Wednesday, April 8, 2020

Yankee Notion #4: New Waterwheel

Yankee Notions #4 New Water Wheel by Dorry Emmer
Nine-inch blocks, note the needle in the center and the words.

Part of Yankee industry was fiddling with things: Yankee ingenuity. A Yankee engineer no sooner built a waterwheel than he was thinking about a better waterwheel.

Water wheels were replaced by steam engines in the New England
mills in the late 19th century.

Yankee ingenuity and engineering:
 An incredibly complicated cylinder printing machine for printing different colors on one piece of cotton. Much of our textile technology originated in England but American mill engineers added their own inventions.

New Waterwheel by Becky Brown

In his 1890 novel A Connecticut Yankee in King Arthur's Court Mark Twain began with a familiar type:
"I was born and reared in Hartford, in the State of Connecticut.... So I am a Yankee of the Yankees — and practical; yes, and nearly barren of sentiment, I suppose — or poetry, in other words. My father was a blacksmith, my uncle was a horse doctor, and I was both...."
Sir Launcelot gets a bicycle from the Yankee
"I could make anything a body wanted — anything in the world, it didn't make any difference what; and if there wasn't any quick new-fangled way to make a thing, I could invent one — and do it as easy as rolling off a log."
And speaking of rolling off a log:
A Northern view of Southern culture. The more relaxed attitude,
anathema to the great-grandsons of Puritans, is perhaps best
expressed in a few catch phrases:
Don't fix it if it ain't broke.
Leave well enough alone.

Englishman Basil Hall contrasted attitudes in the 1820s:
"In the more northern parts of the country, we had been every where much struck with the air of bustle, and all sorts of industry—men riding about, chopping down forests, building up houses, ploughing, planting, and reaping—but here in Carolina all mankind appeared comparatively idle. The whites, generally speaking, consider it discreditable to work, and the blacks, as a matter of course, work as little as they can. The free population prefer hunting, and occupy themselves also very much with the machinery of electioneering." Basil Hall, Travels in North America: In the Years 1827 and 1828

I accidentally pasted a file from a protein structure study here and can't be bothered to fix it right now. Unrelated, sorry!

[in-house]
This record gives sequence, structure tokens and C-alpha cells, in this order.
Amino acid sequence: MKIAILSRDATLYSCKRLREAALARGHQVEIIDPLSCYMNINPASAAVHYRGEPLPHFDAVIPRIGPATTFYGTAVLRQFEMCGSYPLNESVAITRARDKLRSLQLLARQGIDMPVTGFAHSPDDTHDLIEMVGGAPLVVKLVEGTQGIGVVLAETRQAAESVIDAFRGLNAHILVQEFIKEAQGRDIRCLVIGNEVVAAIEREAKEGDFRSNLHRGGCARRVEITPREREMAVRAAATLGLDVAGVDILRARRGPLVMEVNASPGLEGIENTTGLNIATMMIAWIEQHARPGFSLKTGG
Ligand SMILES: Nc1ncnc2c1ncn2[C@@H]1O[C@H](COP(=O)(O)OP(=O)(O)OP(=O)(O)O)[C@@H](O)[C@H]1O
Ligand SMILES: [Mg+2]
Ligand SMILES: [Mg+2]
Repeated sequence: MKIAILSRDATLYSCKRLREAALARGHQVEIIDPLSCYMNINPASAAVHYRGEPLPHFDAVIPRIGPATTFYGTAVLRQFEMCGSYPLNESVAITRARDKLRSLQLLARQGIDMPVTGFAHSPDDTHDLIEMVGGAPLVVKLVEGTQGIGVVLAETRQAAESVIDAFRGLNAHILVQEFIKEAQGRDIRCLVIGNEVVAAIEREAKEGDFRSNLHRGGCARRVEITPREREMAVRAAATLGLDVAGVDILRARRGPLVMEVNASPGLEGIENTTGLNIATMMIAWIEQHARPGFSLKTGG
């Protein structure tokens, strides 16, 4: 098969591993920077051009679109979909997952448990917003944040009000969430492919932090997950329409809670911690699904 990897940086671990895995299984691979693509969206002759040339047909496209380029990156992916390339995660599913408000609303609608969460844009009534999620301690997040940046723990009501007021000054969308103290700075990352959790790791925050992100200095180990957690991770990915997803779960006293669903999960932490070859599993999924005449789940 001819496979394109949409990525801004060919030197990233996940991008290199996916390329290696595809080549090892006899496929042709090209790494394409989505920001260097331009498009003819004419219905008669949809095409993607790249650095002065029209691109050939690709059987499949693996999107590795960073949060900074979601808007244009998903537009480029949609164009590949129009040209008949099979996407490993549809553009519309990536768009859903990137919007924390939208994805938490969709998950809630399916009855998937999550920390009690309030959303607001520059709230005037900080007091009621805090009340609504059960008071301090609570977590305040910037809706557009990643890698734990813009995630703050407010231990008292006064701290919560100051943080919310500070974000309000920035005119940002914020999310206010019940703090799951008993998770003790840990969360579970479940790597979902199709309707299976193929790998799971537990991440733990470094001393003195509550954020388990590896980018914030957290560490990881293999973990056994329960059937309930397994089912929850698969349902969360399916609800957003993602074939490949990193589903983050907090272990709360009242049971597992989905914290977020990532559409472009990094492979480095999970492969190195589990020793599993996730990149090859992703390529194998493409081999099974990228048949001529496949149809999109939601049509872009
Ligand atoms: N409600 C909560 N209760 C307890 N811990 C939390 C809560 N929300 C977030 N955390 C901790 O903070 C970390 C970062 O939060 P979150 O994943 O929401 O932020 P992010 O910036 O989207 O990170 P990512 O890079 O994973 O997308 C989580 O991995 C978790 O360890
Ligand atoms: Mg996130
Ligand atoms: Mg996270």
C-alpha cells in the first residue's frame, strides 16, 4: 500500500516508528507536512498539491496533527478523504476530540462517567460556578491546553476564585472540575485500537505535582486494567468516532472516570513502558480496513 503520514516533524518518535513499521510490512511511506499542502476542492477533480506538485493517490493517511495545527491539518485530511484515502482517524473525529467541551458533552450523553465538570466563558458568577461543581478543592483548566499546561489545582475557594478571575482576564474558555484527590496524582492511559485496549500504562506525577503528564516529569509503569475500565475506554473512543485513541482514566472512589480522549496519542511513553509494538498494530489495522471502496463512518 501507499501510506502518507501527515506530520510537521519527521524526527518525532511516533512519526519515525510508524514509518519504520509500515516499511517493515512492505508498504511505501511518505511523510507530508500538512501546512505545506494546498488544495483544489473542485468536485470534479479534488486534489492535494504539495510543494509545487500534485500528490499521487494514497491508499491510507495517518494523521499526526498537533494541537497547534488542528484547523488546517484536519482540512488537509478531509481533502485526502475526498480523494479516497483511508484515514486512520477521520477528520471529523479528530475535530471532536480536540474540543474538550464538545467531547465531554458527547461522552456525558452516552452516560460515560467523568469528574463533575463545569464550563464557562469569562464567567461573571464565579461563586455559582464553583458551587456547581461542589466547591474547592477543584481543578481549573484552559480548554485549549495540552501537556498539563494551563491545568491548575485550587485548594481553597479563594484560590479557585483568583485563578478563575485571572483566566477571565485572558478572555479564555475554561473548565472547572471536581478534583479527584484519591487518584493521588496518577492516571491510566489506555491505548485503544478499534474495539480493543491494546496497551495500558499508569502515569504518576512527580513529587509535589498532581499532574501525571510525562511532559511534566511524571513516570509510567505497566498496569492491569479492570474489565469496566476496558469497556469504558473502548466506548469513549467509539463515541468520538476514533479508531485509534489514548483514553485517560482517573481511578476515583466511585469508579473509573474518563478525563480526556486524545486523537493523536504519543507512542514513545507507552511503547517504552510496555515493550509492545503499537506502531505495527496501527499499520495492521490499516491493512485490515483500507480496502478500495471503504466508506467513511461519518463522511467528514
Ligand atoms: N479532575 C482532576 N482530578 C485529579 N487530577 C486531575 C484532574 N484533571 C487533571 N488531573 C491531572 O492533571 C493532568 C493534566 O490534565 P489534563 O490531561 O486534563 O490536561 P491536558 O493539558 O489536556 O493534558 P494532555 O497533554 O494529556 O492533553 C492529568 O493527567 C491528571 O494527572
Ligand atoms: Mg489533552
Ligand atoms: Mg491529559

Another Northerner's view of Southern culture.
Walt Kelly's Pogo cartoon

Denniele Bohannon's 12-inch block

The Block
New Waterwheel

It's BlockBase #1649 published as New Waterwheel by
the Chicago Tribune's Nancy Cabot column in the 1930s.

Reader Anna Law sent a block to Comfort magazine in 1906
 and called it "Checkered Square."

12-Inch Block
A - Cut 4 squares 4-7/8". Cut each in half diagonally with a single cut. You need 8 triangles, dark and light.
B - Cut 12 rectangles 1-7/8" x 4-1/2".
C - Cut  9 squares 1-7/8".

18-Inch Block
A - Cut 4 squares 6-7/8". Cut each in half diagonally with a single cut. You need 8 triangles, dark and light.
B - Cut 12 rectangles 2-1/2" x 6-1/2".
C - Cut  9 squares 2-1/2".

Dorry's 12-inch New Waterwheel

Rube Goldberg satirized Yankee Ingenuity in the 20th century.

This month's Tangible Yankee Notion


Woodblock print, Yashima Gakutai (1786-1869)

Engineering and fiddling with things might have changed technology over the centuries but there have not been many changes in the needle. Like pins, needles were first fashioned from bone and as industry improved then formed from fine metal wire hand ground to fine points, finally sharpened and drilled by machinery. 

The English pride themselves on making the best needles. Americans have relied upon British manufacture for their hand sewing needles for centuries.

And like pins, New England factories began manufacturing needles for hand
and machine sewing. The Excelsior Needle Company in Connecticut began in 1866.

Henry Spernon Tozer, The Quiltmaker
Some of us spend as much time threading the needle
as sewing the fabric. I wouldn't mind a better needle but
I'm still sewing with 19th-century technology.

Denniele's 18-inch New Waterwheel

The rocking chair is said to be a New England invention, designed so Yankees could continue to move while sitting still. This one from the Maine State Museum is made of a recycled spinning wheel.
Norman Rockwell illustration

Denniele's 18-inch blocks 1-4

See Mary Carolyn Beaudry's Findings: The Material Culture of Needlework & Sewing:


abelian said...

My father's first job, he said, was threading needles for the older lady next door. She paid him a penny a needle, and he would thread a pincushion-full at a time. Dot

QuiltGranma said...

After my father died, and I was an orphan I got my Mother's sewing machine and cabinet. As I sorted through I found a very large number of triangular shaped needles. It has been suggested that maybe they were my father's from WWII since he was a Sea-Bee. Any ideas on this Barbara Brackman?